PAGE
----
Haiti Update: Lambert Santé’s Director Honored with Award from the Ministry of Health
Real Medicine has continued to push forward its strategy for healthcare in Haiti. Our partnership with Lambert Santé has been building traction over the past few weeks. The hospital has already hired 3 out of 4 new medical residents to join the core staff at the hospital and is working on hiring 4 nurses, which we expect to happen over the course of the next two weeks.
This critical increase in the rotating core medical personnel at the hospital will go to support 24 hour emergency care, continued post-operative care for earthquake-related injuries and general practice medicine. The increase in manpower will begin to help replace what has been a steady but reduced flow of volunteers and ensure that the hospital always has someone available to handle cases, no matter when they should arrive. Real Medicine plans to expand this program in the next few months as the hospital continues to transition away from disaster-related care and treatment.
The residents will train under Dr. Margaret Degand, the hospital’s Director, who was recently featured in the Port-au-Prince newspaper, Le Matin, as a leader and hero in the private Haitian community’s response to the health crisis. Dr. Degand is a plastic surgeon by trade, who made the pivotal decision on January 12th to change her clinic into a hospital and begin offering a range of advanced care and treatment services to the surging patient population. Quickly becoming a go-to destination for fracture repair (through what is called external fixation), reconstructive surgery and post-operative wound care, her small 14 bed facility rose to the challenge, treating more than 1200 patients since that first day and performing more than 820 surgeries.
Dr. Degand, who was a highly-regarded surgeon before the crisis, has recently earned praise for her efforts in post-earthquake healthcare delivery. As noted in the article, she received an Honorary Certificate of Merit last month from the Haitian Ministry of Health for her efforts, an award which she has proudly hung over the hospital’s entryway. Dr. Degand is quite proud of what she has been able to accomplish for the Haitian community in the past four months, and her success in responding to the need is only enhanced by her hope to help transform the quality of care given to the Haitian public permanently through continued partnerships with the international community and the Haitian government.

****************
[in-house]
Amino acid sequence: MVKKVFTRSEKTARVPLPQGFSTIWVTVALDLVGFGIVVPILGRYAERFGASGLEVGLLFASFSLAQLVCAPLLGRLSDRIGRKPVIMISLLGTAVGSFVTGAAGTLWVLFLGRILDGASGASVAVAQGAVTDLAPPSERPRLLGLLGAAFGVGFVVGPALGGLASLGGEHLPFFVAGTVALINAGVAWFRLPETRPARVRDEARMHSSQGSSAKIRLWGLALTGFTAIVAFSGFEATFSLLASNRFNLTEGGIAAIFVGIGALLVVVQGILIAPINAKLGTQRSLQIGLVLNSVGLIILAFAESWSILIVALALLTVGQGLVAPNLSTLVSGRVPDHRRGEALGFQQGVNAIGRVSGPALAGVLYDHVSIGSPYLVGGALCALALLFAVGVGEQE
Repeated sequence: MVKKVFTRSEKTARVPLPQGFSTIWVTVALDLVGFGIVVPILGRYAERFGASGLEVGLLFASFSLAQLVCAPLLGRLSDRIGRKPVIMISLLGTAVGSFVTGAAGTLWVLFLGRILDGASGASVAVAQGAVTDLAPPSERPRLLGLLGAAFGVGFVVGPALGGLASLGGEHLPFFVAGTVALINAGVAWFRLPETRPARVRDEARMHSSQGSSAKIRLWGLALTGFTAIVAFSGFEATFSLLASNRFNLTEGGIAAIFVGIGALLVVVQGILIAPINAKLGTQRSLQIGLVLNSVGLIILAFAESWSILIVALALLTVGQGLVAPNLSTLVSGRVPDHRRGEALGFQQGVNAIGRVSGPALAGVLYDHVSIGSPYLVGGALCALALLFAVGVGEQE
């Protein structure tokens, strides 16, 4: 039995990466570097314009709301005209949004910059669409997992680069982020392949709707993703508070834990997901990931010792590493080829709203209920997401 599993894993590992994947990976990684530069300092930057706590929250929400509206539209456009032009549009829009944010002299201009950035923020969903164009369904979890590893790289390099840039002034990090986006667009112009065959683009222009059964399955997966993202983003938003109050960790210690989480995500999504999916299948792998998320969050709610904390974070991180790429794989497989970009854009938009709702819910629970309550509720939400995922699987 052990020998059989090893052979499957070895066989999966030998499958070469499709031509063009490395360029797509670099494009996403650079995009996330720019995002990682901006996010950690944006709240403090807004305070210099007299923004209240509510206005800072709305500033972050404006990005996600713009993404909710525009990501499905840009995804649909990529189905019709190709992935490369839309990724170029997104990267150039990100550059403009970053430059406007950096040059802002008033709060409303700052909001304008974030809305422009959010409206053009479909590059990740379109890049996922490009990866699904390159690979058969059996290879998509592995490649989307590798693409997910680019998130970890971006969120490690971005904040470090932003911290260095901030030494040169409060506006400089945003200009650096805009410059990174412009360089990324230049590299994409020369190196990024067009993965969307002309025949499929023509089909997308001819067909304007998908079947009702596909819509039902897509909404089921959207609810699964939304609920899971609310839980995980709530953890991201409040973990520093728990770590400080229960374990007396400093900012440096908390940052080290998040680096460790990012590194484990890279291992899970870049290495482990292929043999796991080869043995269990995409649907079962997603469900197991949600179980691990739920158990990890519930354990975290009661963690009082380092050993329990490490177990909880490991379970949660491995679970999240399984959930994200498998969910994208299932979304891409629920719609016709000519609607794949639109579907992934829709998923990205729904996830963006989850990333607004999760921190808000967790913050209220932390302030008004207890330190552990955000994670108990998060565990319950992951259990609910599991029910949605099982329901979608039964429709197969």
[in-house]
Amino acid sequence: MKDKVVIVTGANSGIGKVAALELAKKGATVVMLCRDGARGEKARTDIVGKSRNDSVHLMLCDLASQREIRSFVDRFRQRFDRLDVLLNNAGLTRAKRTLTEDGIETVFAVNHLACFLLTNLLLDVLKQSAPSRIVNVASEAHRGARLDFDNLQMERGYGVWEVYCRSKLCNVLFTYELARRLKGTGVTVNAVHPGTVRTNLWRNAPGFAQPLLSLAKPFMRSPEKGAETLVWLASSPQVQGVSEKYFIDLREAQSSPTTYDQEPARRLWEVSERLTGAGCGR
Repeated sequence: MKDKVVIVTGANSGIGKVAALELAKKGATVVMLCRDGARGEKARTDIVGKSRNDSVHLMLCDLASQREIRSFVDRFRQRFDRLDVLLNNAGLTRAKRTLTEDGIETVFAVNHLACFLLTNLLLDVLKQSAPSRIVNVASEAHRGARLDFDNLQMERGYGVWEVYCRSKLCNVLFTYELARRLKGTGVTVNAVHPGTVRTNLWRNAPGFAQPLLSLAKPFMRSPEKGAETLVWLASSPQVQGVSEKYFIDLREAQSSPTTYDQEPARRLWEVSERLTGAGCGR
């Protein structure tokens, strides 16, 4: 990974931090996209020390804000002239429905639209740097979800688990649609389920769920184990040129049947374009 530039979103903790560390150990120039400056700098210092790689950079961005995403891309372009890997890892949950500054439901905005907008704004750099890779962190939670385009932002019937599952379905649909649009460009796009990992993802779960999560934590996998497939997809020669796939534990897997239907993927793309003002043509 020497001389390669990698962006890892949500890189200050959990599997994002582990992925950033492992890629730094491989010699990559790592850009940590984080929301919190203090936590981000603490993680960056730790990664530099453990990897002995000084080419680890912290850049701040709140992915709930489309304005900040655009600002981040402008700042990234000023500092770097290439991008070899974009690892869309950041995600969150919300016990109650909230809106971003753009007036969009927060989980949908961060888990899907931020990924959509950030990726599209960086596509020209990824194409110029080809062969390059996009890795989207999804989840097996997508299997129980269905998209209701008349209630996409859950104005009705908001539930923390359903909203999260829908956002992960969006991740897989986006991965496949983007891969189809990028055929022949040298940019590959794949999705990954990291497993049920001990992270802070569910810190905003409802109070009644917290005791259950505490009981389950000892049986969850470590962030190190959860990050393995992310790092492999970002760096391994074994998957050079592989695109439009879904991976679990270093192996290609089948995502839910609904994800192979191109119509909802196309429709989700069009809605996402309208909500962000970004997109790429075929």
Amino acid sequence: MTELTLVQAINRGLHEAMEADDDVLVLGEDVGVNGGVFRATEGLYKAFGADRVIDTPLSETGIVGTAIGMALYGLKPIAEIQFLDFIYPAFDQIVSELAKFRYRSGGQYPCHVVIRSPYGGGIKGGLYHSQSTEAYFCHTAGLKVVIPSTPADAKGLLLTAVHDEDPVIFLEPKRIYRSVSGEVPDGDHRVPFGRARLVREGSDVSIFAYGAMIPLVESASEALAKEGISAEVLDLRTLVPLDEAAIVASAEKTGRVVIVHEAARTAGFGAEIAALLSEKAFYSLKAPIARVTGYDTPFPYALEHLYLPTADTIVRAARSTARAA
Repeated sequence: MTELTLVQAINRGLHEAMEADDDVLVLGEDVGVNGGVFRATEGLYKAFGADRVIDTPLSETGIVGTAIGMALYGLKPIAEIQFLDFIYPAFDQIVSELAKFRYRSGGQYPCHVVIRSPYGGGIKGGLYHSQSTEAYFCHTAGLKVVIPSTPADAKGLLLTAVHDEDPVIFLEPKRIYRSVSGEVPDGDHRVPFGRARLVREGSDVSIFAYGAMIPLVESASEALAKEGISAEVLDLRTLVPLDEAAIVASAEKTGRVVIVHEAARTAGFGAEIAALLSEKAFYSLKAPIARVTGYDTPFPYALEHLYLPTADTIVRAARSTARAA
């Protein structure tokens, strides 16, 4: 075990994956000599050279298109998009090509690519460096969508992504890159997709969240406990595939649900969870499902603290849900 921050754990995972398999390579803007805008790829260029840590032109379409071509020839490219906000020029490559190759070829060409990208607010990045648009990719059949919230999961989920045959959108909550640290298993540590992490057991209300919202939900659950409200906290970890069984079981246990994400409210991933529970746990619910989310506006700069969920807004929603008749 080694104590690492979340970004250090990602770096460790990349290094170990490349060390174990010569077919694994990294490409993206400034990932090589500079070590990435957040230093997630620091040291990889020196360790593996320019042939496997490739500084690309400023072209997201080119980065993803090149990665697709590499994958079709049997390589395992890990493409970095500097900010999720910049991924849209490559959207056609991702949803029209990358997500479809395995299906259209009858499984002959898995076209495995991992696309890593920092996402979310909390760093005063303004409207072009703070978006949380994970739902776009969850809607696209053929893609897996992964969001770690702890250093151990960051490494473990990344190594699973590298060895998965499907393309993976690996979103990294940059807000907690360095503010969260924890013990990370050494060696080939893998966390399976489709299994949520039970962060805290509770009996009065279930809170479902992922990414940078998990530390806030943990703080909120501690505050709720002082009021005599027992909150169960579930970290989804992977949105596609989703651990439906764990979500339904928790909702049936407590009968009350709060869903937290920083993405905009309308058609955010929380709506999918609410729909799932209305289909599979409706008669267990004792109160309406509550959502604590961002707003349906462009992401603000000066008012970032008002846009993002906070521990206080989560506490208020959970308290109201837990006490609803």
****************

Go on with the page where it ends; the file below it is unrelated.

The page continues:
She works around the clock at that dream, often taking patients in for emergency treatment in the middle of the night or performing as many as 23 surgeries on the same patient to ensure best-practice results for everyone—regardless of their means. Her hospital has relied on the generosity of the international medical community and Dr. Degand’s wide network of friends in Europe, highly successful surgeons, anesthesiologists and other medical professionals, who continue to volunteer their valuable time to fly to Haiti and serve in her hospital.
However, the resources are not as available 4 months after the crisis as they were at the height of the crisis, and Dr. Maggie, like so many health directors at hospitals throughout Port-au-Prince, is anxious about the future. She knows first-hand the need for restructuring in the healthcare system, which has been ravaged by the widespread destruction. Since January 12th, private hospitals have stepped in to fill the void in available health infrastructure (due to the earthquake’s destruction) to meet the heightened need for treatment around the country. However, many hospitals are straining to meet the public need without sufficient external support from the government or from international donors. Some are even closing under the financial pressure, as was the case with RMF partner hospital, CDTI.
Dr. Degand sees the need to support public/private hospitals with funding not just as a short-term solution to save the country from a protracted health crisis, but as an opportunity to improve the quality of public healthcare in Haiti for good. In the article from Le Matin, Dr. Degand says (translated from French)
"All these people who died must not be for nothing; we must ensure something comes out of it.” "Public health, good or bad, is too expensive in Haiti because of a lack of resources, unlike in the Dominican Republic where [even] the private medical sector is generally subsidized by the state or banks”.
Dr. Maggie believes that the outcome of the health crisis in port-earthquake Haiti should be the formation of a new public health system built in partnership with private hospitals and clinics to ensure quality healthcare for all, rich or poor. At Real Medicine, we couldn’t agree more.